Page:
Dr Gareth Curless
ESRC Future Research Leader & Lecturer in History
My research is concerned with the following broad themes:
- British imperialism and decolonisation
- Anti-colonial protest and colonial state violence
My current project focuses on the relationship between labour unrest and the end of the British Empire. Using Ghana, Guyana, and Singapore as case studies, the project is principally concerned with the consequences of the labour riots and strikes that swept through the British Empire in the wake of the depression. Focusing on issues such as labour and social welfare policy, housing, policing, and the complex relationship between workers, trade unions and nationalist political parties, the project investigates how 'ordinary' colonial subjects - industrial workers, casual labourers, rural migrants, semi-employed youths and market traders - shaped the nature of late colonial governance. The project is concerned with not just the spectacular moments of labour protest but also the ‘everyday’ struggles of ordinary people, who were brought into increasing contact and conflict with the colonial state after 1945. By focusing on these daily struggles the project sets out to challenge traditional histories that have conflated labour activism and social protest with homogenous understandings of anti-colonial nationalism and working class consciousness.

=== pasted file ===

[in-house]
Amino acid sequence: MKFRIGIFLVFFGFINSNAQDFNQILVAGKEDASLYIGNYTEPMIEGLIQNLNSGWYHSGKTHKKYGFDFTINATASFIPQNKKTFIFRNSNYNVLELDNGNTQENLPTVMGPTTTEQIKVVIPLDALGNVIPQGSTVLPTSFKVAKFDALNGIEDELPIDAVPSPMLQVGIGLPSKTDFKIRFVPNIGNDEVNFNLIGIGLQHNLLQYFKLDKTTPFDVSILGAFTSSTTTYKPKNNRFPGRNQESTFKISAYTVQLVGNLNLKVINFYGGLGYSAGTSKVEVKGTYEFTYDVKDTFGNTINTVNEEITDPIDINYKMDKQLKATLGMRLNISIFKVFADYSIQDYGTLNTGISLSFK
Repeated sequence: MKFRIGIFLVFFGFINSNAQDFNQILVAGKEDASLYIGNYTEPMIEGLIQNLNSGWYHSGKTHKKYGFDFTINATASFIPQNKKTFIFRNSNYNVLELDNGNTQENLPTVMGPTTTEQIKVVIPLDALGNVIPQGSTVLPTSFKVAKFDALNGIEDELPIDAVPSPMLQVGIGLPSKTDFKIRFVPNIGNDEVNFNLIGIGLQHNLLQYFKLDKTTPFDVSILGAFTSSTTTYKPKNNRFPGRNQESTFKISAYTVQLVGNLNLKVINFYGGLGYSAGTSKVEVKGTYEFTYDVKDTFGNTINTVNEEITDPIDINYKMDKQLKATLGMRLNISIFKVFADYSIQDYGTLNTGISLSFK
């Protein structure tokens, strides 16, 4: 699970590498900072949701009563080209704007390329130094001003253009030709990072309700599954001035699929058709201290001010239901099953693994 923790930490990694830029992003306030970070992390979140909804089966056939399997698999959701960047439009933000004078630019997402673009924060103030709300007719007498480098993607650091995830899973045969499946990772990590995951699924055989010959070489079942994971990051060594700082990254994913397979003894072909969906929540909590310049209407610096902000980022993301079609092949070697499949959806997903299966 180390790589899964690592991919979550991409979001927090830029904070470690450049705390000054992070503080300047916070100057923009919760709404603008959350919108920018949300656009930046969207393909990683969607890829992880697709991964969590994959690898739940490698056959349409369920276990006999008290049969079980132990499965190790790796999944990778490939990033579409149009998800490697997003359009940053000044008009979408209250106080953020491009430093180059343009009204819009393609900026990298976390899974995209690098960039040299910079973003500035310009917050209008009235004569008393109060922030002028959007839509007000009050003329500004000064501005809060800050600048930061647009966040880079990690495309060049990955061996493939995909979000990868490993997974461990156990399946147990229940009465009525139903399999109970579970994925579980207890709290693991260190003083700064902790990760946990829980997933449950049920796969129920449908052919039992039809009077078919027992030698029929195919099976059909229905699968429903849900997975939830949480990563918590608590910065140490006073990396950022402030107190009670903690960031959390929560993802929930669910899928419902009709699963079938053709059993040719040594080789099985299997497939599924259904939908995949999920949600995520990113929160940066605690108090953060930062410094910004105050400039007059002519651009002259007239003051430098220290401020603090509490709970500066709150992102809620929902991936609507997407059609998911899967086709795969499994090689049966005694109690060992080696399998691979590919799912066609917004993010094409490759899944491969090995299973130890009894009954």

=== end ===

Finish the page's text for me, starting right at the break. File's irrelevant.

From October 2016 I will be working with my colleague, Professor Martin Thomas, on a three-year Leverhulme International Network project: 'Understanding Insurgencies: Resonances from the Colonial Past.' Hosted by the Centre for War, State, and Society, the aim of the Network is to investigate the violent ends of European imperialism from a comparative perspective. The Network will involve collaboration with partners from the Universities of Exeter, Oxford, Warwick and Glasgow in the U.K., the Université de Québec, Montreal, CNRS Paris, and the Royal Netherlands Institute of South East Asian and Caribbean Studies (KITLV), Leiden. More information about the Network can be found here.
Together with Dr Stacey Hynd, I am helping to convene the Imperial and Global History Network. The aim of the Network is to provide an inter-disciplinary forum for postgraduate and early career researchers to discuss ideas and issues relating to the field of Imperial and Global history. We held our first conference in June 2014 and a selection of papers from this event are scheduled to appear as a special issue in the Journal of World History (2016). Our second conference took place in June 2016 on the subject of empire and humanitarianism.
For more information about the Network please visit: http://humanities.exeter.ac.uk/history/research/groups/imperialandglobal/network/
- HIC3040 - General Third Year Dissertation
- HIH1005 - Colonial Violence: From 'Pacification' to Counter-Insurgency
- HIH1420 - Understanding the Modern World
- HIH2001 - Doing History: Perspectives on Sources
- HIH2014A - Decolonisation and the Collapse of the British Empire, 1919-1968
- HIH3632 - Violence
- HISM020 - Critical Approaches to War, State and Society